Mention cooking a whole fish and most home chefs will blanch. They don't want to be bothered with the scales or the tail and certainly not the head. Yet, those sanitized and cleaned up fillets means flavorless and blandness. The best bet - going gills to tail.
Melissa Clark realized this and wrote about it in her A Good Appetite column in yesterday's New York Times Food section. Cooking a whole fish means a flavorful dinner later, especially when it's cooked on a grill.A grill is especially not kind to the delicate fish meat. It can dry it out in seconds , leaving as Ms Clark puts it "petrified". Whole fish is a better choice for outdoor cooking. The skin and bones keep the juices from evaporating too quickly as it acts as insulation.There's also the plus of crisp fish skin. The only problem is that the skin sticks to the grate.The solution is a grill basket, a fish shaped , long handled stainless steel holder that goes over the grill grate .It can be found everywhere from Amazon to Target. If you don't have one , then use a flat metal spatula and ease it under the fish before flipping. Don't worry about it ripping. If it does, comes the advice. The spot can be covered up with a garnish of chopped herbs.Remember to remind guests about the bones or filet the fish right after it comes off the grill, scooping the meat off the skeleton, It can then be served cleanly , without bones or the head to freak out the more squeamish guests.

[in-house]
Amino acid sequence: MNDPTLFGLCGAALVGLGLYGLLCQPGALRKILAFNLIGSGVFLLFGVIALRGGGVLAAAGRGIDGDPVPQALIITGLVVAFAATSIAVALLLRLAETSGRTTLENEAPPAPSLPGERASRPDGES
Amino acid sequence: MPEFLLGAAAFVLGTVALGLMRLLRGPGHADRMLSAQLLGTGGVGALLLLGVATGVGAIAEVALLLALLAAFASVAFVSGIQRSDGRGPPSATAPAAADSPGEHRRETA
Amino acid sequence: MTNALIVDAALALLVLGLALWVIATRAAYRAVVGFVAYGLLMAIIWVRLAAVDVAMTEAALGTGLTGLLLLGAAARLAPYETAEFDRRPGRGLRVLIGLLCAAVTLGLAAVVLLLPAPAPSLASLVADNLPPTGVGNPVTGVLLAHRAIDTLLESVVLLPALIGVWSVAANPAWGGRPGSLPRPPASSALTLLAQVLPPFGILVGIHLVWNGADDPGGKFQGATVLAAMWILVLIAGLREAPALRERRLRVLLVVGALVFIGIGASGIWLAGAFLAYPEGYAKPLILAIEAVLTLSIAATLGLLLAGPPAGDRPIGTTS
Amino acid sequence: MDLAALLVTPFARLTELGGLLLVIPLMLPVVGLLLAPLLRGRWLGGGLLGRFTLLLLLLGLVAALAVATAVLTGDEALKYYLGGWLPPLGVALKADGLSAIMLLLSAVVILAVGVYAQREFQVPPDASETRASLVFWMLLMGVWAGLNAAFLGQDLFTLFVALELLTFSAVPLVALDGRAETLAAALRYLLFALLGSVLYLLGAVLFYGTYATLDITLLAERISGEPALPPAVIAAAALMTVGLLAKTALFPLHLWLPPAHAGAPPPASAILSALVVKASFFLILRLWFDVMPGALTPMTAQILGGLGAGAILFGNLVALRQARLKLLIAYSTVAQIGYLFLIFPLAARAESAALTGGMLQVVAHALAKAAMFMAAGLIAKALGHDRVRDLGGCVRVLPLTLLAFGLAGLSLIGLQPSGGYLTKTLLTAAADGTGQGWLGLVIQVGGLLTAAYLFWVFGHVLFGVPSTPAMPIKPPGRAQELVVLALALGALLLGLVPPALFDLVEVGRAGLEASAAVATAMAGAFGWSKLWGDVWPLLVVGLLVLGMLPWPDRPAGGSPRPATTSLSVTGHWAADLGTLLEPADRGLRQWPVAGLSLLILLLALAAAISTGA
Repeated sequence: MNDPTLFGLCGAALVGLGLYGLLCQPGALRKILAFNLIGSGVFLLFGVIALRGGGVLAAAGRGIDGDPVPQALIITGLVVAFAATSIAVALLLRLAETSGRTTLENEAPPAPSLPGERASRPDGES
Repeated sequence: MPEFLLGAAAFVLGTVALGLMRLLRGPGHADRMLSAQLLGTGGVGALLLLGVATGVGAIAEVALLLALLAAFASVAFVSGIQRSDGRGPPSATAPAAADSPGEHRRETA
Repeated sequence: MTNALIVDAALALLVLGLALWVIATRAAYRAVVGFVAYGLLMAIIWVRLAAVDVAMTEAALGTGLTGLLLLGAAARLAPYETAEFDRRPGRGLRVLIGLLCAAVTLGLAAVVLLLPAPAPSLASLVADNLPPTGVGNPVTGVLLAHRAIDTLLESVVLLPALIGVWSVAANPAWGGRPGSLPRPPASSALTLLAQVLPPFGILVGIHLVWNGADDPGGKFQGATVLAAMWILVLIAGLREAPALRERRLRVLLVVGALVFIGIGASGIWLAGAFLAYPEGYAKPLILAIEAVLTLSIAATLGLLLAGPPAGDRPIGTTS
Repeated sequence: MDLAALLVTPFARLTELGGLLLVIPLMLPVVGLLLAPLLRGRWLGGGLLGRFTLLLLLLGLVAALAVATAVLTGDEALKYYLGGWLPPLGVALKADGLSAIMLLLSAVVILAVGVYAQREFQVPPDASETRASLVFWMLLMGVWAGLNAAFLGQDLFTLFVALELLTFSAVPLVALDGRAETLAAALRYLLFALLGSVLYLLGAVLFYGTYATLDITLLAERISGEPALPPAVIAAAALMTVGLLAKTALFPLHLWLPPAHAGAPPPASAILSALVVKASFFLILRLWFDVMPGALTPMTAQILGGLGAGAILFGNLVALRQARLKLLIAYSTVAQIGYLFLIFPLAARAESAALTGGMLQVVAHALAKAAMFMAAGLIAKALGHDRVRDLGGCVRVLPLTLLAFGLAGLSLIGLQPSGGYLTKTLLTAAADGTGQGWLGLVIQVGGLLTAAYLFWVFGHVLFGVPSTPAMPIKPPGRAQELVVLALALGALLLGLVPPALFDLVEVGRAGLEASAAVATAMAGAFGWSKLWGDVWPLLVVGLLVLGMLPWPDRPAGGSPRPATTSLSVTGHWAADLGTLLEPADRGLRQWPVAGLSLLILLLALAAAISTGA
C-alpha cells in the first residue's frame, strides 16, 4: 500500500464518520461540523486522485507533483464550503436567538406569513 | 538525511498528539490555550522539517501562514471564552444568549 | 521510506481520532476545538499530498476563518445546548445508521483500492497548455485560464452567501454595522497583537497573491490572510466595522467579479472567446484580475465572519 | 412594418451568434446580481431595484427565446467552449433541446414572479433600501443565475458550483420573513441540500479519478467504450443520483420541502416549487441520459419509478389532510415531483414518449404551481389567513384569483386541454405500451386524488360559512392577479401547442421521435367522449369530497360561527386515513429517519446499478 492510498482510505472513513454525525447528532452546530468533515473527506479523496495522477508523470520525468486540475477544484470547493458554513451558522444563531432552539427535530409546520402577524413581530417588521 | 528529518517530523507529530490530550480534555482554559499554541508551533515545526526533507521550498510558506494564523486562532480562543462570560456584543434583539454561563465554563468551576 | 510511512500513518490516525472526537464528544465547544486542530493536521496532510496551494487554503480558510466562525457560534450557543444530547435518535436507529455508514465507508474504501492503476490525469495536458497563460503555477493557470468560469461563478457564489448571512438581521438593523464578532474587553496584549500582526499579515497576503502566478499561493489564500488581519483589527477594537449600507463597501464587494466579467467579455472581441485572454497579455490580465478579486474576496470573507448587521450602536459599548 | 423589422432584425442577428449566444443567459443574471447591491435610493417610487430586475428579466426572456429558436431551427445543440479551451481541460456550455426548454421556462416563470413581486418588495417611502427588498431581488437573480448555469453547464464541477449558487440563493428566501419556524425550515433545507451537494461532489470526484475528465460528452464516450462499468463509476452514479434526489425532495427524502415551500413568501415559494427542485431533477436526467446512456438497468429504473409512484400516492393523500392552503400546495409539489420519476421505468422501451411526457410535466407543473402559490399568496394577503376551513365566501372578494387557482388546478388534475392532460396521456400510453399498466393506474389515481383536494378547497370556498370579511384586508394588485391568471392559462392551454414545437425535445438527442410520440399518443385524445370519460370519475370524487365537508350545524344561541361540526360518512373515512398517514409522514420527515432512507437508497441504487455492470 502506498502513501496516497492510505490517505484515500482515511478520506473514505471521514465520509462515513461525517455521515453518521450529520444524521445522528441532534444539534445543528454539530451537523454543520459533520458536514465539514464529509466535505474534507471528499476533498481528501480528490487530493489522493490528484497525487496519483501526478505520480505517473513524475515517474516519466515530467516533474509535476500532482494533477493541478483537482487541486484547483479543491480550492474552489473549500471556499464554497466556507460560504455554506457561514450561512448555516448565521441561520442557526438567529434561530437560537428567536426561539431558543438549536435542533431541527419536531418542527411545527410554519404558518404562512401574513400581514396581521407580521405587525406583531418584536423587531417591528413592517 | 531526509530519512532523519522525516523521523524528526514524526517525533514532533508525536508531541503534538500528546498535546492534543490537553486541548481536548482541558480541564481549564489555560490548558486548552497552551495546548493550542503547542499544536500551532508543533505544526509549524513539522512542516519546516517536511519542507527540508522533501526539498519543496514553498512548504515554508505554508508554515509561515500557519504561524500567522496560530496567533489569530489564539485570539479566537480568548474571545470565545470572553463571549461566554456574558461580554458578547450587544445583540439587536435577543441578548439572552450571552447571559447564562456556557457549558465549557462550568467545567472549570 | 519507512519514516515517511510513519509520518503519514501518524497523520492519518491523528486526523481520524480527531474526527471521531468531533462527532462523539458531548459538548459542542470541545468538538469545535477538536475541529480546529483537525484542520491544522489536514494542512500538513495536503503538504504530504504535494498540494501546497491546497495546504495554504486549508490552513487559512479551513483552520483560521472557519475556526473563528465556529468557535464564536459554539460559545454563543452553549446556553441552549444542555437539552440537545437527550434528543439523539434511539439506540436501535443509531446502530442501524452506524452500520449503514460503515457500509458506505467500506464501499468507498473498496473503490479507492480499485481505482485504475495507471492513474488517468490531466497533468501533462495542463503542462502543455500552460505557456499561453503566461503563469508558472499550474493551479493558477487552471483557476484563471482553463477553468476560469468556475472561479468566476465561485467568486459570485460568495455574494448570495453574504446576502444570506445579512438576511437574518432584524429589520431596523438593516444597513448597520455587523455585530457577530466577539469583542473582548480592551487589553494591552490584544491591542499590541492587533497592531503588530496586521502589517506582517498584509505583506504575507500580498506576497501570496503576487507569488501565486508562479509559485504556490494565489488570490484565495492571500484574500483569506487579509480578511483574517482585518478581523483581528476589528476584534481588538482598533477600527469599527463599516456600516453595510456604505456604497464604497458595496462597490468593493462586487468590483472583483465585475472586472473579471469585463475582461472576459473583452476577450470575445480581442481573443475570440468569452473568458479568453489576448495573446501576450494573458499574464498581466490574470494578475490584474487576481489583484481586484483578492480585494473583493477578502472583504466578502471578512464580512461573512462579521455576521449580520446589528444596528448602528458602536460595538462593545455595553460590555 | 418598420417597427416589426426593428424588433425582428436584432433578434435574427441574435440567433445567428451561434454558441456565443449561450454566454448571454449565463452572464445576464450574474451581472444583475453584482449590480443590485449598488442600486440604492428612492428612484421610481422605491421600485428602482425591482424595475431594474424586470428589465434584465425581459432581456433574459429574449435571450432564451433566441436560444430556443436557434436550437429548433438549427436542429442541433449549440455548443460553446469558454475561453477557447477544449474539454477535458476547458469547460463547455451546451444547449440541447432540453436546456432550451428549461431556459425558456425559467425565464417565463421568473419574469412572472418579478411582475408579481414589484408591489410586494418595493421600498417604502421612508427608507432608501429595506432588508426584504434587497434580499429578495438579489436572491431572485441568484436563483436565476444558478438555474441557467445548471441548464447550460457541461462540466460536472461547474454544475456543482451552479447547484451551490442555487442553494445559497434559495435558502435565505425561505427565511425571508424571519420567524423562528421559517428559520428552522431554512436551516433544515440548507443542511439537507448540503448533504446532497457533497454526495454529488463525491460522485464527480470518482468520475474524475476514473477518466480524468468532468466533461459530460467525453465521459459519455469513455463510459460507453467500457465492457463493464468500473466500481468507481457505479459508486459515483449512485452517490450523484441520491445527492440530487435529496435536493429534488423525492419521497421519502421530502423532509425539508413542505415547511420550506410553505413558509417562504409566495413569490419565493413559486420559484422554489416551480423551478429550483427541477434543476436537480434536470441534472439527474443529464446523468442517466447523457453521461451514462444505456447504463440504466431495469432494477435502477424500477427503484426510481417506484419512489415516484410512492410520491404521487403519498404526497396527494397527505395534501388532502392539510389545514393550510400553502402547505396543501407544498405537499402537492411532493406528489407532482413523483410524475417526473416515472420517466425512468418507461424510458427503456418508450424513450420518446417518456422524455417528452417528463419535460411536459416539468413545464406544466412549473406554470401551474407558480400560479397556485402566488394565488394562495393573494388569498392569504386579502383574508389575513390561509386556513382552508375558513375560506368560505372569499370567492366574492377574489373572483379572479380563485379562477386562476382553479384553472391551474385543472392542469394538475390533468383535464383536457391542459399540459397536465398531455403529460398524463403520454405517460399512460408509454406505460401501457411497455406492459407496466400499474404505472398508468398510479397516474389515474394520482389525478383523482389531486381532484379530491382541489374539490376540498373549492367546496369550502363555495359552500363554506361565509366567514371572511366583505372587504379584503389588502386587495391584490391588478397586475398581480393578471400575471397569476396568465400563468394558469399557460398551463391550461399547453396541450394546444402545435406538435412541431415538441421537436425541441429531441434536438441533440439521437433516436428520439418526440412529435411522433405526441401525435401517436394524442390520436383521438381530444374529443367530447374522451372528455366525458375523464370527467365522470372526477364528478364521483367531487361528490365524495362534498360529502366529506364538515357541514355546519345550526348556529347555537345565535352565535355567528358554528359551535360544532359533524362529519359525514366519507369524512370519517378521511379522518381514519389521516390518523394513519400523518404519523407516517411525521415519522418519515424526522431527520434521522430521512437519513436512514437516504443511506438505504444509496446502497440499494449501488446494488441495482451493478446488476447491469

What fish works the best? Ms. Clark recommends whole dorade, branzino or trout.The first two may also go under the names sea bream and sea bass at your local fish markets. They're fatty skinned fish with sweet, tender meat underneath, She also suggest one fish per person. As for flavoring, sometimes just a hit of salt plus the grill's smokiness is all the seasoning needed for these mild flavored kinds.If you do want to add aromatics, then use the cavity,.First season with salt, then the thinly sliced aromatics and finally oil the skin. before popping over the hot coals. .Ms. Clark decided to add lemongrass, sliced lime,cilantro stems and and shallots inside the fish. She also makes a Thai inspired sauce to go with it,using the same ingredients along with Thai chili sauce, mint, fish sauce and coconut milk,.All of it is put in food processor until it's like a mushy spicy relish. Another route would be using Mediterranean herbs on the dorade and the branzino since both fish have been served in Italy and Greece since ancient times. Try a stuffing of rosemary,thyme and garlic along with sea salt and fresh ground pepper.They can also be spiced up Mexican style with a jalapeno sauce spiked up with garlic and onions, along with cilantro and lemon juice. Of course also add olive oil along with salt and pepper.
Going gill to tail is a great way to grill fish, Keeping the head and skin on gives it more flavor. creating a delectable meal.It is the way to create a memorable fillet.